Bradford’s inaugural technology week to highlight the city’s digital industry has been hailed a huge success with organisers promising to make it an annual event.

Anila Baig spoke to the brains behind the event, Bradford Means Business’s Tim Rogers, to find out about the week’s highlights.

SCHOOL, college and university students across the district took part in a host of activities including a series of interactive workshops, virtual tours of local businesses and an online journey around Bradford exploring the video games industry for Tech Week. The aim of the event was to showcase all the education and careers available in the digital industry and raise the aspirations of young people.

Mr Rogers said he was inspired by the annual Bradford Manufacturing Weeks and Science Festival.

“It seemed clear to me and our partners that Tech would fit neatly into October and create Bradford Skills Month.”

Passionate about highlighting the importance of tech and also redressing the imbalance in the city, Mr Rogers said: “The pandemic has illustrated the importance of technology in real terms now that we have seen schools, universities and businesses switching to online. However, long before coronavirus we were witnessing a widening gap in skills, aspiration, productivity and inequality in our city which had to be addressed.

“Our young people were in real danger of been left behind, we have the youngest city in the country and therefore a huge talent pool and labour force, with the right skills Bradford has the opportunity to thrive.”

But there is real disparity in the city.

“We have approximately 100,000 students across the district with roughly 30,000 of those without access to the internet or a suitable device outside of school or college. We need to ‘level up’ the digital divide between those who have opportunities and those that don’t.

“We are not victims, we have everything we need right now to change things and go in whichever direction we see fit. In order for us to achieve that we need to come together more and work more in collaboration which we are doing with Bradford Manufacturing Week, Science Festival, Literature Festival and Tech Week.

“There is much more to do and we will play our part in achieving that and making sustainable changes and encouraging people to upskill and be shown the pathways into well paid, sustainable, high skilled employment.”

He drew upon his own experience when at school.

“I used to think that if you wanted to have a great career you had to move to the London or the South East with many people I went to school with doing that. I myself moved out of Bradford and went to Hong Kong. Although an amazing experience it isn’t necessary now, there are jobs in Bradford (and probably always were) that you can get which will give you well paid, sustainable and high skilled employment.

“Tech Week has to provide that awareness so that young people, parents and teachers know that there is a very strong, vibrant and bright future here.”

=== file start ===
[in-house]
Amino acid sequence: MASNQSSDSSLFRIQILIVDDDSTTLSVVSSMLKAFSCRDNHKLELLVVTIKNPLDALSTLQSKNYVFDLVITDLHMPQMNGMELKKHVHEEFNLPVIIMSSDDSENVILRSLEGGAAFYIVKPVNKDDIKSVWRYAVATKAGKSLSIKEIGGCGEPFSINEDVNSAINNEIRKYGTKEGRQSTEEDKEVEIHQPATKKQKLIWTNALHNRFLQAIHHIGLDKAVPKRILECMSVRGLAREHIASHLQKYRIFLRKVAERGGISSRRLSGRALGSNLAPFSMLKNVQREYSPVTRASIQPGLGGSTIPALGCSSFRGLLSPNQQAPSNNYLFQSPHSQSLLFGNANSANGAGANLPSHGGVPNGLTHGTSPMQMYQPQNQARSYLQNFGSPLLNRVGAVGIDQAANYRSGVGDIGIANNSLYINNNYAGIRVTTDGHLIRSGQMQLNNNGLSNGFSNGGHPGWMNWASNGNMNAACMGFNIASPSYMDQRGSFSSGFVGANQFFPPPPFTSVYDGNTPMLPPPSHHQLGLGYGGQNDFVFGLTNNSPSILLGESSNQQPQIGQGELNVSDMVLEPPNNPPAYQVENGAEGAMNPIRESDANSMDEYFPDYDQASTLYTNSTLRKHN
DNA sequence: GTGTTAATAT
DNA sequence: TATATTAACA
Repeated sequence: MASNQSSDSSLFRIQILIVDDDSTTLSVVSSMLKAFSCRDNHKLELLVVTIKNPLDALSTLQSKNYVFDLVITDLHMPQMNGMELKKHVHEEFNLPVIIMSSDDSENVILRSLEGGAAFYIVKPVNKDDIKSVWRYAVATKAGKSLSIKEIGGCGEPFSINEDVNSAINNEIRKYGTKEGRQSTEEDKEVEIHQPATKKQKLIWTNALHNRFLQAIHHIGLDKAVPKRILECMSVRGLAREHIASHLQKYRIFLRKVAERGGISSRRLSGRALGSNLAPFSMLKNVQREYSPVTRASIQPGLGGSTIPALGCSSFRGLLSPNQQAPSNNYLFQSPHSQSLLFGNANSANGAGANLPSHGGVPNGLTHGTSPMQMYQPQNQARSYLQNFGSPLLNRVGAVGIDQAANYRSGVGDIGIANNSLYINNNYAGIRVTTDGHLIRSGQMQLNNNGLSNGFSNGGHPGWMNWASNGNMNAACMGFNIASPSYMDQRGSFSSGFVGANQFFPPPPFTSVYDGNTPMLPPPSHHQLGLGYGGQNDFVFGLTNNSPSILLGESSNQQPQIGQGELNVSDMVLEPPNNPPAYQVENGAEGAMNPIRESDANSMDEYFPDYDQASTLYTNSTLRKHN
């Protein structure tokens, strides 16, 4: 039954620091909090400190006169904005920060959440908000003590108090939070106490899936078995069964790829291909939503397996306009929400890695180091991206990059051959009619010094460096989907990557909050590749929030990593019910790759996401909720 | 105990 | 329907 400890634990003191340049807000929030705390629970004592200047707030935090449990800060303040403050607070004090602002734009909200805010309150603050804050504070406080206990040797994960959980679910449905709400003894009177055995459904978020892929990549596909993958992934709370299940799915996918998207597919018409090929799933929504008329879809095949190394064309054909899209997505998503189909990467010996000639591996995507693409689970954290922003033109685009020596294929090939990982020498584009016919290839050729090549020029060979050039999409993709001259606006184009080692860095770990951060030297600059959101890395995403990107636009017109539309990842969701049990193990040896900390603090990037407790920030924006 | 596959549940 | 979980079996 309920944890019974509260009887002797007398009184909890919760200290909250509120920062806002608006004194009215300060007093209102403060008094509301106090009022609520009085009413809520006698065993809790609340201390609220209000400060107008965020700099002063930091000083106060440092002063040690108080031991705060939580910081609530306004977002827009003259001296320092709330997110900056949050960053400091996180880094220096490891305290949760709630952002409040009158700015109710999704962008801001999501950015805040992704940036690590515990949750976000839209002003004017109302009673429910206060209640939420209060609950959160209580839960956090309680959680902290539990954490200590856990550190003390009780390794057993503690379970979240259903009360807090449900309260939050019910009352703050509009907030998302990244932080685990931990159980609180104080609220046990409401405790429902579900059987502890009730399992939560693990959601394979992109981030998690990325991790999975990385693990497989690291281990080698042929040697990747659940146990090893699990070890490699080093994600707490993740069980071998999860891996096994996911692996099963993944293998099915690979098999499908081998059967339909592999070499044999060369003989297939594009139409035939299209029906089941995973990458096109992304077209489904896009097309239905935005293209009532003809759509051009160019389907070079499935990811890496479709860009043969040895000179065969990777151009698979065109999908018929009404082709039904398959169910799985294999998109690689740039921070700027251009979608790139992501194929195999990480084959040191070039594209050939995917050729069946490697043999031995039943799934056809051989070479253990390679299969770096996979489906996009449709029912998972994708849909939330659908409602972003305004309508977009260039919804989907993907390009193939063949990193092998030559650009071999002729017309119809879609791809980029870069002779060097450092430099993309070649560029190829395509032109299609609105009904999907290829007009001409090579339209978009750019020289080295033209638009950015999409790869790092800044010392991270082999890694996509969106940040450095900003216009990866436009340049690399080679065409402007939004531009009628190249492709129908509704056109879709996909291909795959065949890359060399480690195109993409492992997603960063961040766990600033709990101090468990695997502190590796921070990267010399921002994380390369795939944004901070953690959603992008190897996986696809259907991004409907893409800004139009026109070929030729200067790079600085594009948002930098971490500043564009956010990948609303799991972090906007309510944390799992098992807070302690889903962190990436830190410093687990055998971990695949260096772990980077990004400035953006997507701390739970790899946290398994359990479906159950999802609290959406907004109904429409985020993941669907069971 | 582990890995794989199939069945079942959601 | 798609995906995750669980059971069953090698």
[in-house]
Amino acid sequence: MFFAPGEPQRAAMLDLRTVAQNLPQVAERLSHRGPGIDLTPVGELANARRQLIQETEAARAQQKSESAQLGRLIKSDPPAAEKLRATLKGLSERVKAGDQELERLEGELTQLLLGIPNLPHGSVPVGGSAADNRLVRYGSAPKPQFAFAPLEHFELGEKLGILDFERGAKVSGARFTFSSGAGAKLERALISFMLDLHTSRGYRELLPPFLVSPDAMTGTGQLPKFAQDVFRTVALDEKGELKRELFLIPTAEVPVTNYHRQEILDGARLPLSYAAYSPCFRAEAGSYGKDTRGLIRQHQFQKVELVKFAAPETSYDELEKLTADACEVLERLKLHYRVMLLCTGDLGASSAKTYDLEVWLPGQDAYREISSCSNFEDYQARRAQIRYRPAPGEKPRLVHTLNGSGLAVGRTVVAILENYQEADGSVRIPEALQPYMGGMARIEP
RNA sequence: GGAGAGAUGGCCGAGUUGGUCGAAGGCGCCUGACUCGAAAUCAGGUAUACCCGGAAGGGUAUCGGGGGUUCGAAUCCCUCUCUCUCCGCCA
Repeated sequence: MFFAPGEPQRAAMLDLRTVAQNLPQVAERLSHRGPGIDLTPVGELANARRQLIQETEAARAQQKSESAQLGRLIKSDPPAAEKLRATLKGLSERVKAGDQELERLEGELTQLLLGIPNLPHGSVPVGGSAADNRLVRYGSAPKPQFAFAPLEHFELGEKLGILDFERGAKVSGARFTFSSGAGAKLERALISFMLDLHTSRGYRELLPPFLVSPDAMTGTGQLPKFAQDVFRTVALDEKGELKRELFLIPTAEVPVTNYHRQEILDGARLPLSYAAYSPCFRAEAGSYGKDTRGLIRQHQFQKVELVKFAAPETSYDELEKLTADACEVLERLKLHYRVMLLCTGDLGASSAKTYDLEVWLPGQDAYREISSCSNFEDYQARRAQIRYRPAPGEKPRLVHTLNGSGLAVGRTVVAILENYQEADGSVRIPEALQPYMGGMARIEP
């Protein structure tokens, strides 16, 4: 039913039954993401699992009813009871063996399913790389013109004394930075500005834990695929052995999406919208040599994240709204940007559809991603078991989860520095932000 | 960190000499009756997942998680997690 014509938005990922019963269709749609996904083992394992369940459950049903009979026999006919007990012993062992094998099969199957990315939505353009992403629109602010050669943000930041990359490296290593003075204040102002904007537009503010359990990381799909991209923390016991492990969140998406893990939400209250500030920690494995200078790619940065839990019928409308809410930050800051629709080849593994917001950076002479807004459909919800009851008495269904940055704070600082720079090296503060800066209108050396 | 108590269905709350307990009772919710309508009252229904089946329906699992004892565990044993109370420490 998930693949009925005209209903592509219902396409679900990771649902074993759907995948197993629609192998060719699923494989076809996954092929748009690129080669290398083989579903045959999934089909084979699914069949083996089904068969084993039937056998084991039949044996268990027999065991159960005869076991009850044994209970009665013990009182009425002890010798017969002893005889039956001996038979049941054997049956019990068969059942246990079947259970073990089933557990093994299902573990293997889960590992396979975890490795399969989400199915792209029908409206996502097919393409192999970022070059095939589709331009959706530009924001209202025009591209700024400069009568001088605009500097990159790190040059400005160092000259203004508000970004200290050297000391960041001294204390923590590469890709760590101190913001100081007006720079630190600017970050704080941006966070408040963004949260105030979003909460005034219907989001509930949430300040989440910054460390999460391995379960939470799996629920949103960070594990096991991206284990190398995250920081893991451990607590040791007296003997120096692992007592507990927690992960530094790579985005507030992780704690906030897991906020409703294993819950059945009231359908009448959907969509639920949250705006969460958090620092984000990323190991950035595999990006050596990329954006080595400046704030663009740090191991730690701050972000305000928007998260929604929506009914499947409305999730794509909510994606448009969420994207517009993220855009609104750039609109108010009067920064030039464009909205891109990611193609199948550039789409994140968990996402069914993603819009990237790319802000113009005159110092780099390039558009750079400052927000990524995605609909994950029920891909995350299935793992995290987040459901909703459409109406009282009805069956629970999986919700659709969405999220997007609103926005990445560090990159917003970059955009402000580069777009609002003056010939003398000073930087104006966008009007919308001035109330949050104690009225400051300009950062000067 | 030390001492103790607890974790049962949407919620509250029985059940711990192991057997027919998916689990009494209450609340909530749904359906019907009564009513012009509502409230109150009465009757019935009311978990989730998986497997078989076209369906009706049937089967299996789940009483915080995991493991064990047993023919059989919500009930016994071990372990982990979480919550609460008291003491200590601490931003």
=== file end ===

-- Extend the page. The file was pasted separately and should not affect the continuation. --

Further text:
He thanked the sponsors and supporters who made the event possible.

“Thank you to the businesses, schools, colleges, CTE, Council, University and the LEP who have provided content which you can find on the Bradford Means Business YouTube Channel and through the workshops we have run in the week with my huge and grateful thanks to Exa Networks, Innovateher, CityFibre and the University of Bradford. The contributions and collaboration are really powerful and needed in order to provide meaningful change to our district.”

He said he was proud of the week’s events but he had one particular highlight.

“We received an email from a parent who wasn’t able to get their child on one of the workshops through a conversation and working to disadvantage circumstances we were able to provide a bespoke course which really shows the intent and commitment of the partners and I am incredibly proud of that achievement.”

His views about job opportunities in Bradford were echoed by Alan O’Donohoe from Bradford based digital company, Exa Networks which was one of the sponsors of the event.

“The aim was to show people the value and potential in Bradford. It is thought that if you have talent in tech then you need to go to London but actually there is a thriving digital industry here and people come from other cities to work here.

“We had planned a lot of events before the pandemic so had to switch up some of the activities but it’s meant that they are now online and available all year round for schools to fit around their timetables.

“The response from the schoolchildren was fantastic. They were saying ‘Wow, we had no idea that the gaming industry was so big in Bradford’, it was an eye-opener.

“Ultimately we want to raise the aspirations of the young people in the city.”

Dr Kim Johnston from CityFibre, the UK's third national digital infrastructure platform which provides connectivity to businesses, residents, local authorities and mobile operators, said she was happy to be part of such a pioneering event.

“It’s been great to be part of Bradford Tech Week and support and encourage young people to find careers in the tech and digital industry.”

She is one of the most senior females in the tech industry as manager at CityFibre and said it was important to encourage more girls into the field.

“It is not as bad as the construction industry but tech is still heavily dominated by males and we want to encourage more young women to consider careers.

“For any industry to be successful you need diversity and that means people with all kinds of skillsets like creativity and imagination. It’s not all geeks and nerds!”

For more information about Bradford Tech Week go to